Florence intensified into a hurricane on Sunday and was expected to strengthen rapidly as it churned across the Atlantic Ocean and threatened to make landfall on the US East Coast by the end of the week.
With winds at 75 miles per hour (120km per hour), Florence became a Category 1 hurricane and was expected to develop into a major storm, defined as Category 3 or higher, according to the National Hurricane Center (NHC) in Miami.
"All indications are that Florence will be an extremely dangerous Category 4 hurricane while it moves over the western Atlantic toward the southeastern United States," the NHC said.
Forecasters were also tracking two more storms further out in the Atlantic, with Tropical Storm Isaac expected to become a hurricane later on Sunday as it barrelled toward the Caribbean.
US residents from South Carolina to Virginia were warned that Florence posed an increasing risk of life-threatening coastal storm surge, as well as flooding from heavy rainfall inland.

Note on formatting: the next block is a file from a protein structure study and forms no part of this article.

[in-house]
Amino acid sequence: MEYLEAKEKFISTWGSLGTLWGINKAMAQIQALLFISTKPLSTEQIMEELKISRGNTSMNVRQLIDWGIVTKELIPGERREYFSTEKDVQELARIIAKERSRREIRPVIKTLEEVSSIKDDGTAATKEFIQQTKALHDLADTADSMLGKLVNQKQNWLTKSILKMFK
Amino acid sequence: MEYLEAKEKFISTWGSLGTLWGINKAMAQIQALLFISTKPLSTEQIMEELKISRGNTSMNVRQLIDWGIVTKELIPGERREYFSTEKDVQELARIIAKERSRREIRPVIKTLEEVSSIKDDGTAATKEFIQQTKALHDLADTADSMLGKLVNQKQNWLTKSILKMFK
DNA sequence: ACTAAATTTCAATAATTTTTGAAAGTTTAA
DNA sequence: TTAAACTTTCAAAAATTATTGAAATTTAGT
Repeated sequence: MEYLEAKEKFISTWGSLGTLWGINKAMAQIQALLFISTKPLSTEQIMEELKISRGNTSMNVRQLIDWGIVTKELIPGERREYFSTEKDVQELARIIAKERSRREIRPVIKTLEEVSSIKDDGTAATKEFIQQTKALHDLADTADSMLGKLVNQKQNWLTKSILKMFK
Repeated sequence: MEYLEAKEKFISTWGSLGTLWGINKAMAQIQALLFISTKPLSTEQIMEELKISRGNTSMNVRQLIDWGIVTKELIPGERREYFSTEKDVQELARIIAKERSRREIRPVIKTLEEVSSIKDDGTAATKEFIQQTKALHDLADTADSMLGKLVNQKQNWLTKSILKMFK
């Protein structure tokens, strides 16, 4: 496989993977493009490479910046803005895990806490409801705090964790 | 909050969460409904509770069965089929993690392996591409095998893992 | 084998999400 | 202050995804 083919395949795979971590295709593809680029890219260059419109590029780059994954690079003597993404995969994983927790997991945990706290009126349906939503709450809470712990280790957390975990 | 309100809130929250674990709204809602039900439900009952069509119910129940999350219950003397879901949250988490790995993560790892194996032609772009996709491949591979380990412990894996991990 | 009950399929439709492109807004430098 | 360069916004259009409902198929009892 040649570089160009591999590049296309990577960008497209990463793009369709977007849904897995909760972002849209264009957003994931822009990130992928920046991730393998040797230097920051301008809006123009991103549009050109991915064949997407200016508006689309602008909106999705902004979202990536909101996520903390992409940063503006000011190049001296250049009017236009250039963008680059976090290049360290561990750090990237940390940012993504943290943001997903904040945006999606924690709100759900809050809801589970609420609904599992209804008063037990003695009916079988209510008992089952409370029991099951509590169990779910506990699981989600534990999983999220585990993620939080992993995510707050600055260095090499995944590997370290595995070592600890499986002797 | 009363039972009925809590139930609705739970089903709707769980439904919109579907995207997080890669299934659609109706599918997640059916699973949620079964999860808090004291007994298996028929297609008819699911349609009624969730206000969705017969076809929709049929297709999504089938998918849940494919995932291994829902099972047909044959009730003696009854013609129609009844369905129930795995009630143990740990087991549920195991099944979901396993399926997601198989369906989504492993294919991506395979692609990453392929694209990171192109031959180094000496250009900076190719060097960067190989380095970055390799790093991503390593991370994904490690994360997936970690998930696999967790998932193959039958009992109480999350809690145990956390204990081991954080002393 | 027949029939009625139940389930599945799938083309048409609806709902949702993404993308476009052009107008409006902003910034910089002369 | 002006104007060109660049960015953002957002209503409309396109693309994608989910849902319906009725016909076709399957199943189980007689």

On its current trajectory, winds from the hurricane could reach the southeastern United States late on Wednesday, with Florence possibly making landfall around the Carolinas on Thursday or Friday.
The governors of Virginia, North Carolina and South Carolina have declared states of emergency, warning residents to prepare for a dangerous storm.
"Review your emergency plans and gather your supplies now," North Carolina Governor Roy Cooper said in a statement on Sunday.
The storm's centre was 750 miles (1,200km) southeast of Bermuda at 11am EDT on Sunday. It was on track to move between Bermuda and the Bahamas on Wednesday, the NHC said.
Swells generated by Florence already were impacting Bermuda and starting to reach the US coast, with life-threatening surf and rip current conditions likely, according to the NHC.
Meanwhile, Tropical Storm Isaac, with maximum sustained winds of 65 mph (100kph) on Sunday, was about 1,500 miles east of the Windward Islands, forecasters said. The forecast showed Isaac tracking south of Puerto Rico as it strengthened into a hurricane.
A third storm, Helene, off the Cabo Verde Islands was also expected to become a hurricane later on Sunday but did not appear to pose an immediate threat to land.